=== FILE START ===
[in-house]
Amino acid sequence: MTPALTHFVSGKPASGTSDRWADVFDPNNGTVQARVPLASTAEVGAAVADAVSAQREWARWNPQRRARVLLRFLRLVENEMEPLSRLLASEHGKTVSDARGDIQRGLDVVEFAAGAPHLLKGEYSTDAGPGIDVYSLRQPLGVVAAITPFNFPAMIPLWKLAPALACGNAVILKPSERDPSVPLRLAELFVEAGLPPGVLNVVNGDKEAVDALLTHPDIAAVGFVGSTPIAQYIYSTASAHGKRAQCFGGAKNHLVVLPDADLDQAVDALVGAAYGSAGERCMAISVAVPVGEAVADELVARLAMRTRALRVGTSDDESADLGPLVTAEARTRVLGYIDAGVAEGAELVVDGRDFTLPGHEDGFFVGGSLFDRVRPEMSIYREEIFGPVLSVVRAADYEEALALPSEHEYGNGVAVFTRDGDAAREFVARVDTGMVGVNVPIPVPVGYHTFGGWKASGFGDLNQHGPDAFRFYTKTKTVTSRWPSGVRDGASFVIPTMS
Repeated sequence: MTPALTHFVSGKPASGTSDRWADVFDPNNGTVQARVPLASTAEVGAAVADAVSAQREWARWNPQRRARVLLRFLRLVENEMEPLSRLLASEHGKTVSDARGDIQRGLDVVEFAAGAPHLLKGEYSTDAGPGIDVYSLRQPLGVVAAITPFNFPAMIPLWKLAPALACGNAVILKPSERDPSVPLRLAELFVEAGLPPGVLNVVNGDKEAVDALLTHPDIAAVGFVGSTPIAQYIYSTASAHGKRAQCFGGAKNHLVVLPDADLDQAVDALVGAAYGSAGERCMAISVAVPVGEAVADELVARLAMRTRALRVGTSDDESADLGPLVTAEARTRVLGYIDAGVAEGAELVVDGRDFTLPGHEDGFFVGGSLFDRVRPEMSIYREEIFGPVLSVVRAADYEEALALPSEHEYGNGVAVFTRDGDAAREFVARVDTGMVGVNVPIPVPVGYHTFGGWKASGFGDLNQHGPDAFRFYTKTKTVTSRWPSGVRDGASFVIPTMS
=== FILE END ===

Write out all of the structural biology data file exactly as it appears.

[in-house]
Amino acid sequence: MTPALTHFVSGKPASGTSDRWADVFDPNNGTVQARVPLASTAEVGAAVADAVSAQREWARWNPQRRARVLLRFLRLVENEMEPLSRLLASEHGKTVSDARGDIQRGLDVVEFAAGAPHLLKGEYSTDAGPGIDVYSLRQPLGVVAAITPFNFPAMIPLWKLAPALACGNAVILKPSERDPSVPLRLAELFVEAGLPPGVLNVVNGDKEAVDALLTHPDIAAVGFVGSTPIAQYIYSTASAHGKRAQCFGGAKNHLVVLPDADLDQAVDALVGAAYGSAGERCMAISVAVPVGEAVADELVARLAMRTRALRVGTSDDESADLGPLVTAEARTRVLGYIDAGVAEGAELVVDGRDFTLPGHEDGFFVGGSLFDRVRPEMSIYREEIFGPVLSVVRAADYEEALALPSEHEYGNGVAVFTRDGDAAREFVARVDTGMVGVNVPIPVPVGYHTFGGWKASGFGDLNQHGPDAFRFYTKTKTVTSRWPSGVRDGASFVIPTMS
Repeated sequence: MTPALTHFVSGKPASGTSDRWADVFDPNNGTVQARVPLASTAEVGAAVADAVSAQREWARWNPQRRARVLLRFLRLVENEMEPLSRLLASEHGKTVSDARGDIQRGLDVVEFAAGAPHLLKGEYSTDAGPGIDVYSLRQPLGVVAAITPFNFPAMIPLWKLAPALACGNAVILKPSERDPSVPLRLAELFVEAGLPPGVLNVVNGDKEAVDALLTHPDIAAVGFVGSTPIAQYIYSTASAHGKRAQCFGGAKNHLVVLPDADLDQAVDALVGAAYGSAGERCMAISVAVPVGEAVADELVARLAMRTRALRVGTSDDESADLGPLVTAEARTRVLGYIDAGVAEGAELVVDGRDFTLPGHEDGFFVGGSLFDRVRPEMSIYREEIFGPVLSVVRAADYEEALALPSEHEYGNGVAVFTRDGDAAREFVARVDTGMVGVNVPIPVPVGYHTFGGWKASGFGDLNQHGPDAFRFYTKTKTVTSRWPSGVRDGASFVIPTMS